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First Aid Kits for Parents – what do you really need?

Whether you have a new baby or kids in primary and high school, it is essential that you have an appropriate first aid kit in case in your home and/or car.

First Aid Kits – the Essentials for Families

What do you REALLY need in a First Aid Kit for your Family

Susan Teerds, CEO of Kidsafe writes for us:

Firstly I recommend that every parent undertake a first aid course and learn CPR by practicing CPR on a baby or toddler mannequin. Every first aid kit should include a first aid reference guide including a reminder on performing CPR and emergency numbers e.g. emergency services 000, poisons information centre 13 11 26 and 13 HEALTH (13 43 25 84).

Commonly children will get bites and stings, grazes, sore eyes, sprains and vomit but your first aid kit should also be prepared for more serious injuries like snake bite and scalds. Some items can be purchased at the supermarket and you can also buy online from St John Ambulance. Obviously a first aid kit can be purchased and you can add extra items or you can purchase a suitable bag and fill it yourself. Keep one in the car and, if possible, keep another at home. In any first aid kit there will be a range of items that are choking hazards and/or sharp and unsuitable for children to access. So keep your first aid kit away from little children. Here is my list of must have items:

1 x Instructions for providing first aid – including cardio-pulmonary resuscitation (CPR) flow chart


1 x Adhesive strips (assorted sizes) for minor wound dressing

10 x Splinter probes (single use, disposable)

1 x Roll non-allergenic adhesive tape for securing dressings and strapping

3 x Eye pads for emergency eye cover

4 x Triangular bandage for slings, support and/or padding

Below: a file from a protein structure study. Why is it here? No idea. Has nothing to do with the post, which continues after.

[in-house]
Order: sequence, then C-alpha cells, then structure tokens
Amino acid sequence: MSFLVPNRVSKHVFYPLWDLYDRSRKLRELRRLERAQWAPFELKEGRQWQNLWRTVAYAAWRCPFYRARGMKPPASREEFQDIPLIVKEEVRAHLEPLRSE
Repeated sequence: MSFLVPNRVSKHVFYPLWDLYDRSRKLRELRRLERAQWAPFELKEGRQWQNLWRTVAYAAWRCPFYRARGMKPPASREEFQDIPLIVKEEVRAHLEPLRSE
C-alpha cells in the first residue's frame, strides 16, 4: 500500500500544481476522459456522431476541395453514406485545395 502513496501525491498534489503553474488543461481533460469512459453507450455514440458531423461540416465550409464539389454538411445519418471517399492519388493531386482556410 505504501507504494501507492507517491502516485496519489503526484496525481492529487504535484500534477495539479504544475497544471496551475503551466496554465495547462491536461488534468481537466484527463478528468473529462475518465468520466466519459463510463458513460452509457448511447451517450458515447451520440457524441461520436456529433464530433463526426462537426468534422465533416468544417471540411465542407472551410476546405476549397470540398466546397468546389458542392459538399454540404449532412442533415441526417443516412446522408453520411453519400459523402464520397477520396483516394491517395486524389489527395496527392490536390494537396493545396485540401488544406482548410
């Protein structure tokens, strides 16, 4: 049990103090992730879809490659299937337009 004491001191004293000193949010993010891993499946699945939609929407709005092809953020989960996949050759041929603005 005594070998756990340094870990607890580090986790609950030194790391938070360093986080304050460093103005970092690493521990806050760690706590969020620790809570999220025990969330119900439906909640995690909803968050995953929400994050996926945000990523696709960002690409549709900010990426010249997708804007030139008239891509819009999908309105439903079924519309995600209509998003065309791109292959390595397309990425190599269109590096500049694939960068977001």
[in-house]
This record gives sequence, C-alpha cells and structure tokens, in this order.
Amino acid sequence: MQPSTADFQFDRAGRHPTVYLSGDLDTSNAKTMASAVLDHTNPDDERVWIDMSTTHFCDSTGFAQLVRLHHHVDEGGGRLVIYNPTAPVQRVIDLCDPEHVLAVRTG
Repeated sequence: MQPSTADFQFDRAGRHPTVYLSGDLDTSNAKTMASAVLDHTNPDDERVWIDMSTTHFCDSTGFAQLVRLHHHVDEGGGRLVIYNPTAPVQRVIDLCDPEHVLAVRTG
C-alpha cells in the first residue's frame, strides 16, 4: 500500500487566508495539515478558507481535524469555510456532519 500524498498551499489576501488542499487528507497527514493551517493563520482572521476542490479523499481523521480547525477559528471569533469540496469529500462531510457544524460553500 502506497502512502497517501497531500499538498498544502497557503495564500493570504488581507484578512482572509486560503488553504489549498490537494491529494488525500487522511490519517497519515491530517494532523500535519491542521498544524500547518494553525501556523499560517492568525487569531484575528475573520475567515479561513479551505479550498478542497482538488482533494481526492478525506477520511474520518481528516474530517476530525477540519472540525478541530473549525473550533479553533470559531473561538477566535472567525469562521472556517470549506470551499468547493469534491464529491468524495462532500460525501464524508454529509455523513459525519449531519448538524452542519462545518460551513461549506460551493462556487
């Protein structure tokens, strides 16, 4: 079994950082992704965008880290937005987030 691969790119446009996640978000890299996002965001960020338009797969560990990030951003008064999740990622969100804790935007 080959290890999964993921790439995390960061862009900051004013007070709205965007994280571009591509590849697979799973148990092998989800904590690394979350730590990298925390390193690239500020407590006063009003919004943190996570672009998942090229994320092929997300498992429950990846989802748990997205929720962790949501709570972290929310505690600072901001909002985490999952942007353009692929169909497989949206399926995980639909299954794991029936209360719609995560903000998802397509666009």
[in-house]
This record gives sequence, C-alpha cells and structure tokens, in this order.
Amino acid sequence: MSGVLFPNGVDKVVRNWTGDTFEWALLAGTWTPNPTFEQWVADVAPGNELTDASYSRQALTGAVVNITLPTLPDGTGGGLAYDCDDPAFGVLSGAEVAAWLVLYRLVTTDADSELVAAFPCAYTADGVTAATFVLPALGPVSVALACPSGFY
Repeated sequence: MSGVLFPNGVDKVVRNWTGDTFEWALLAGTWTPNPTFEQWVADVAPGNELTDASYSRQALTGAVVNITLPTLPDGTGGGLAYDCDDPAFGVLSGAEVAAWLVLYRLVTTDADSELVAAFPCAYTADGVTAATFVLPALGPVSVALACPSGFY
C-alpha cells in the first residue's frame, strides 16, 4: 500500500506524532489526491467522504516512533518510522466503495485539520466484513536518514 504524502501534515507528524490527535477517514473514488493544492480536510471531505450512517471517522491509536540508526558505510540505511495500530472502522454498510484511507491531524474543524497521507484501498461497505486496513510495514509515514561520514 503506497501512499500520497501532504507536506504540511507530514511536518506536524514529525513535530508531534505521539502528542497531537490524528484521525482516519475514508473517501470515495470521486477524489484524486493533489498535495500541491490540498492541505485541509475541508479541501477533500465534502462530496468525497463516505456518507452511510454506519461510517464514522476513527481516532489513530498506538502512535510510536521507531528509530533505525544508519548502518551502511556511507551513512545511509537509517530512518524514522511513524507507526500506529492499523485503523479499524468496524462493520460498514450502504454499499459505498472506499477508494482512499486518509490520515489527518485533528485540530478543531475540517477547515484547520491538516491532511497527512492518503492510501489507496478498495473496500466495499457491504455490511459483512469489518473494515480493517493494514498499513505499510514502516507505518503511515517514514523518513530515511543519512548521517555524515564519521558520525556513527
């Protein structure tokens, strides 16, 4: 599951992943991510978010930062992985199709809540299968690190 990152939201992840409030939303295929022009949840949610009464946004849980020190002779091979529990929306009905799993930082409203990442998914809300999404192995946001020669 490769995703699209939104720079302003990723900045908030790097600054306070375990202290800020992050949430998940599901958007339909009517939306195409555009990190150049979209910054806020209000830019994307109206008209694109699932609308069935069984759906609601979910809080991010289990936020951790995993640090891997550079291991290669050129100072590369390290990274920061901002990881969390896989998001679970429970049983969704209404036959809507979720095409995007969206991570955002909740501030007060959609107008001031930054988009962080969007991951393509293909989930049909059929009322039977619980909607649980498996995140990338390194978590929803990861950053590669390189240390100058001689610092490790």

1 x 15cm Heavy crepe bandage for snake bite

1 x 10cm Heavy crepe bandage for snake bite

2 x 5cm Hospital crepe or conforming bandage to hold dressings in place

2 x 10cm Hospital crepe or conforming bandage to hold dressings in place

1 x 10cm Combine dressings to control bleeding and for covering wounds

1 x 20cm Combine dressings to control bleeding and for covering wounds

4 x Non-adhesive dressings for wound dressing

1 x Safety pins to secure bandages and slings

1 x Scissors for cutting dressings or clothing

1 x Small dressings’ bowl for holding liquids, dressings and instruments

4 x Gauze squares for cleaning wounds

1 x Forceps/tweezers for removing foreign bodies

3 x Pr disposable nitrile, latex or vinyl gloves for infection control

1 x Sharps disposal container for infection control and disposal purposes

6 x Sterile saline solution or sterile water for emergency eye wash or for irrigating eye wounds. This saline solution must be discarded after opening

1 x Resuscitation mask to be used by qualified personnel for resuscitation purposes


1 x Antiseptic solution or spray for cleaning wounds and skin

3 x Plastic zip lock bags for waste disposal

1 x Note pad and pen/pencil for recording the injured or ill person’s condition and treatment given

1 x Instant ice-pack for the management of strains, sprains and bruises.

2 x Vomit bags for vomiting

1 x Large adhesive dressing for major wounds

6 x Burnaid sachets for small minor burns only

1 x Tube after-sun soothing gel for mild sunburn

1 x Cling wrap for burns after running cold water over the burn for 20 minutes

1 x Stingoes or similar product to relive the itch and pain of bites

12 x Antiseptic / would cleansing wipes for cleaning dirty wounds

1 x Pkt 10 butterfly strips for small incisions

1 x Emergency shock blanket for cold / hypothermia


1 x Hand sanitiser for your hygiene

My first aid kit also contains an Epipen and a Ventolin spray, small packets of tissues and baby wipes. If you decide to include an Epipen and a Ventolin spray, I recommend that you undertake specific training in relation to the treatment of Asthma and Anaphylaxis.

Susan Teerds is the CEO of Kidsafe Queensland Inc      

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Janine Mergler

Janine Mergler is a veteran Queensland teacher, graduating from QUT with a BEd majoring in Social Sciences. After many years in the classroom, Janine moved on to academia. She has proudly trained new generations of teachers in her role as a lecturer at Queensland University of Technology Faculty of Education. She has also worked in the Queensland Government as an education specialist, developing education resources and delivering community awareness programs to help families conserve water. Currently she is the owner and editor of Families Magazine, a publication specifically targeted at parents who value a quality education for children.  Janine leads a team of professionals who write about family lifestyle, early childhood, schools and education information and family-friendly events.

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